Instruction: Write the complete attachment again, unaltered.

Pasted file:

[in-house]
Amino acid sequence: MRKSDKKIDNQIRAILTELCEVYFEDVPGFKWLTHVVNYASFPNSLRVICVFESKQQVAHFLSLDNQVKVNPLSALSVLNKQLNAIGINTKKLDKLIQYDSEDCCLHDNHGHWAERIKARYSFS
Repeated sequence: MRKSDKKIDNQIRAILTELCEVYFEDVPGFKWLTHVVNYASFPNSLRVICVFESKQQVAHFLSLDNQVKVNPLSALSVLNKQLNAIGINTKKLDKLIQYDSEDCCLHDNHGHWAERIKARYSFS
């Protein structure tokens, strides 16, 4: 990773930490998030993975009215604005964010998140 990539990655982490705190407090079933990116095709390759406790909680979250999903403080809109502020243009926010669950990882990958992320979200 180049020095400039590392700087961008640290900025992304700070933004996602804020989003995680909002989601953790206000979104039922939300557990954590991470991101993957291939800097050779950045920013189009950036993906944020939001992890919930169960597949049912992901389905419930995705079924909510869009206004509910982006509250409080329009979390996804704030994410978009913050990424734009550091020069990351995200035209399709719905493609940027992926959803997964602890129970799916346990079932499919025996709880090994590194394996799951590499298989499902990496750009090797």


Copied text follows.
[in-house]
Amino acid sequence: MRKSDKKIDNQIRAILTELCEVYFEDVPGFKWLTHVVNYASFPNSLRVICVFESKQQVAHFLSLDNQVKVNPLSALSVLNKQLNAIGINTKKLDKLIQYDSEDCCLHDNHGHWAERIKARYSFS
Repeated sequence: MRKSDKKIDNQIRAILTELCEVYFEDVPGFKWLTHVVNYASFPNSLRVICVFESKQQVAHFLSLDNQVKVNPLSALSVLNKQLNAIGINTKKLDKLIQYDSEDCCLHDNHGHWAERIKARYSFS
């Protein structure tokens, strides 16, 4: 990773930490998030993975009215604005964010998140 990539990655982490705190407090079933990116095709390759406790909680979250999903403080809109502020243009926010669950990882990958992320979200 180049020095400039590392700087961008640290900025992304700070933004996602804020989003995680909002989601953790206000979104039922939300557990954590991470991101993957291939800097050779950045920013189009950036993906944020939001992890919930169960597949049912992901389905419930995705079924909510869009206004509910982006509250409080329009979390996804704030994410978009913050990424734009550091020069990351995200035209399709719905493609940027992926959803997964602890129970799916346990079932499919025996709880090994590194394996799951590499298989499902990496750009090797």